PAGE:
Indeed, we have plenty of reason to be satisfied with our record so far. This is not the time or the place to give you chapter and verse of all the changes that we have brought since assuming office in February last year. It will have to wait for another day. Despite the gloomy tales from abroad of the demise of the banking sector here, in Mauritius we can take some pride and comfort that, in the past year, our banking sector in particular, and the financial sector in general, have registered consistent growth, profitability and strength. We are all delighted that the Mauritius Commercial Bank now figures among the Top 20 banks in Sub-Saharan Africa: this sets a new standard in the field. I am mentioning this en passant to encourage the new bank to be ambitious and set its sights high. We look forward to the day when the Bramer Banking Corporation will pass this post too. Just don’t take that long to get there!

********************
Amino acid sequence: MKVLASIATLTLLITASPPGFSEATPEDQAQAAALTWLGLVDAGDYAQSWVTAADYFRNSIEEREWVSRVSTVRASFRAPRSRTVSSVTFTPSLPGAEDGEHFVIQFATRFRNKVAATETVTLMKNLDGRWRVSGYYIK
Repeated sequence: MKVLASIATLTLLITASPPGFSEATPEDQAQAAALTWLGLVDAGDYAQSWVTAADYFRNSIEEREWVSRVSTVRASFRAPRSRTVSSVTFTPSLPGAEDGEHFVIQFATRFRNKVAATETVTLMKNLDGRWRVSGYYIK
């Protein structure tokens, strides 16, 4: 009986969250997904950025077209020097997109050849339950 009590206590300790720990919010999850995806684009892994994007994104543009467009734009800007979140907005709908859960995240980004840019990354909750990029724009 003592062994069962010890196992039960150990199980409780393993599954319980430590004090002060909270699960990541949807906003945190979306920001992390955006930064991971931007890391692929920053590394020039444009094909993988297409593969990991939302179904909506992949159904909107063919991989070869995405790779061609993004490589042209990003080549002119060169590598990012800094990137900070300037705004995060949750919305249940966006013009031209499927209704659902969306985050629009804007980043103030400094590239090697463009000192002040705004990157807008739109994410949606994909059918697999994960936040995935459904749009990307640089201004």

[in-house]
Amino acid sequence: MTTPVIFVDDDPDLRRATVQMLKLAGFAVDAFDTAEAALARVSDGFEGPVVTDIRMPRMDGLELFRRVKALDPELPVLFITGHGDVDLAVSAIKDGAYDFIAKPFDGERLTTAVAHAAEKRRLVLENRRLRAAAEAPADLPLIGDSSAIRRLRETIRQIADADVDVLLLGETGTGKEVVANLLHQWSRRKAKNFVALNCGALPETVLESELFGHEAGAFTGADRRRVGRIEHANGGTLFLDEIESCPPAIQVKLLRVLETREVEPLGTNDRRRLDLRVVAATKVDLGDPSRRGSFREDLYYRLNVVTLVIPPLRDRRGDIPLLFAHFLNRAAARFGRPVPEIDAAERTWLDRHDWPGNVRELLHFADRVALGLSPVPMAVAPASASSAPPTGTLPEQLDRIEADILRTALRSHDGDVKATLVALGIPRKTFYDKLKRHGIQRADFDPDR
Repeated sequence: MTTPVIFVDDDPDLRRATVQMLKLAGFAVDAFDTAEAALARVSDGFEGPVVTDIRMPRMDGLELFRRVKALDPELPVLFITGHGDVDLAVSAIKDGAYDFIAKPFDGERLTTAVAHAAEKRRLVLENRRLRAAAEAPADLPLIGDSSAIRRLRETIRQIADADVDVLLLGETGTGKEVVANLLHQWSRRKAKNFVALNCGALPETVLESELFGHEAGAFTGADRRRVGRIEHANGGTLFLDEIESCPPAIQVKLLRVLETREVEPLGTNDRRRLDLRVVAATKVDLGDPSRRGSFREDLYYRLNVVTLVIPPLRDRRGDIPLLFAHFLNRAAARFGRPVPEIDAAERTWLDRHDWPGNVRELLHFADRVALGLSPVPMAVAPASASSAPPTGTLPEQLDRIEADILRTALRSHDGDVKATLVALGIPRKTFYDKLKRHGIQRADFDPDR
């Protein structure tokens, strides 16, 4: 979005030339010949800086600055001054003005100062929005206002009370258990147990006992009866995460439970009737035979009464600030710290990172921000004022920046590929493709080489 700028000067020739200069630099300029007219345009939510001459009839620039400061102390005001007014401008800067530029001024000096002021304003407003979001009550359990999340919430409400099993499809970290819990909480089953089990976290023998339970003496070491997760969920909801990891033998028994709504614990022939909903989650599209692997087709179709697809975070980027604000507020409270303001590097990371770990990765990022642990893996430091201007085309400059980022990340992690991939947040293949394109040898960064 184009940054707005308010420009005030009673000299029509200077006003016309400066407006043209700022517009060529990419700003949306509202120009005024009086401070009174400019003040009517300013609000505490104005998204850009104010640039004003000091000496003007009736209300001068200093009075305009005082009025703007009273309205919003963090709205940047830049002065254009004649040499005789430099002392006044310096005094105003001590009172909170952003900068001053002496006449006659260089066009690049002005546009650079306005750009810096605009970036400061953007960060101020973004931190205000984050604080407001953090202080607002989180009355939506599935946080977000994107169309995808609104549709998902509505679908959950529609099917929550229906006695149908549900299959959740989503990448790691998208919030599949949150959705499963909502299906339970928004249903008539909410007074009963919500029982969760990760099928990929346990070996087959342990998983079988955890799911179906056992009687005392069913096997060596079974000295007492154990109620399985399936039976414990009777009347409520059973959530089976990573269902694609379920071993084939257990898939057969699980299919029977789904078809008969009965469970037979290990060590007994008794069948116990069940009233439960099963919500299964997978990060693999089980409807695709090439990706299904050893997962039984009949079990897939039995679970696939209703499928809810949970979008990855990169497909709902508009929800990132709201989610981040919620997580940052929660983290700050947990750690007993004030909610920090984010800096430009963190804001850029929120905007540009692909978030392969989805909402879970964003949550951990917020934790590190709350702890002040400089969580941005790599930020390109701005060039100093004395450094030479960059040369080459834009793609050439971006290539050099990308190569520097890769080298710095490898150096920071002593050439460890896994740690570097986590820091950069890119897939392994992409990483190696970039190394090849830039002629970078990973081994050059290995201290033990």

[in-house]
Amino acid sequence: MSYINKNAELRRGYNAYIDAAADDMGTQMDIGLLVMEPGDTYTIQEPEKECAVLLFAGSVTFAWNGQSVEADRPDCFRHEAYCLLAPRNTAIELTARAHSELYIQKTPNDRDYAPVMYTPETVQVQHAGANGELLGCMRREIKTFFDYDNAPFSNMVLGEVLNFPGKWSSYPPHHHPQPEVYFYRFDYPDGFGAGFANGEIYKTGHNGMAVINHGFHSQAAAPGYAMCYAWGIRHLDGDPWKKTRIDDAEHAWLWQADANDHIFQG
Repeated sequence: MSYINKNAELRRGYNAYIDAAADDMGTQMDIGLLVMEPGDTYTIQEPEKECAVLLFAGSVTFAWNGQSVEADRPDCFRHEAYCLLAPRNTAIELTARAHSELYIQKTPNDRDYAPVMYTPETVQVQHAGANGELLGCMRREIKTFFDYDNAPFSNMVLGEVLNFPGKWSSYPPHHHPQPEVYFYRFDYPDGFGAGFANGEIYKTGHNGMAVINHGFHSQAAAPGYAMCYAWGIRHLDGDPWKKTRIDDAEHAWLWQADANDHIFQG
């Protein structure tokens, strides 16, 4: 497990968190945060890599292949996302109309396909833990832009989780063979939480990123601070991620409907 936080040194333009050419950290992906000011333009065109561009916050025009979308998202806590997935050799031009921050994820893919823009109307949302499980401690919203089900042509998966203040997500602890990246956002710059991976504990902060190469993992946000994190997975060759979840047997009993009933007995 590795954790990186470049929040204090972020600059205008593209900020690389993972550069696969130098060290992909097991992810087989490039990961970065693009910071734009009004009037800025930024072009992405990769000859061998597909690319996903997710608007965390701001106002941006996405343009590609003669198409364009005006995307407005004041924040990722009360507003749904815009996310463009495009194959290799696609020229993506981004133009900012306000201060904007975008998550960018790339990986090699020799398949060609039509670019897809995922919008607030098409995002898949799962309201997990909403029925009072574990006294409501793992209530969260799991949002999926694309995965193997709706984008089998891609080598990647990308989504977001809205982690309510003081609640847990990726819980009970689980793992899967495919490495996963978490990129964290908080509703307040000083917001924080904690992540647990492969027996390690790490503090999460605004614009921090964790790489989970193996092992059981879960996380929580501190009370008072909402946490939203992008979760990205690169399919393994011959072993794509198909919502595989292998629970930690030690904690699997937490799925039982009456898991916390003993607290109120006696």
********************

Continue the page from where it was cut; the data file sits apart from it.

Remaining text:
The fresh wind of Islamic banking is also keeping us all on our toes. We have moved fast from idea to action. We have consulted far and wide. We have issued guidelines. We have joined the international standard-setting body for Islamic Banking. We have invited applications. We have processed them. And, tonight, I am pleased to announce that a few days ago we issued our first two ‘in principle’ approvals for full-fledged Islamic banking licences. As they say, watch this space for a further announcement! In the meantime, we are pressing ahead with our plans to  roll out Sharia-compliant Treasury products before these first two banks open their doors- and others open their windows- for Islamic banking business.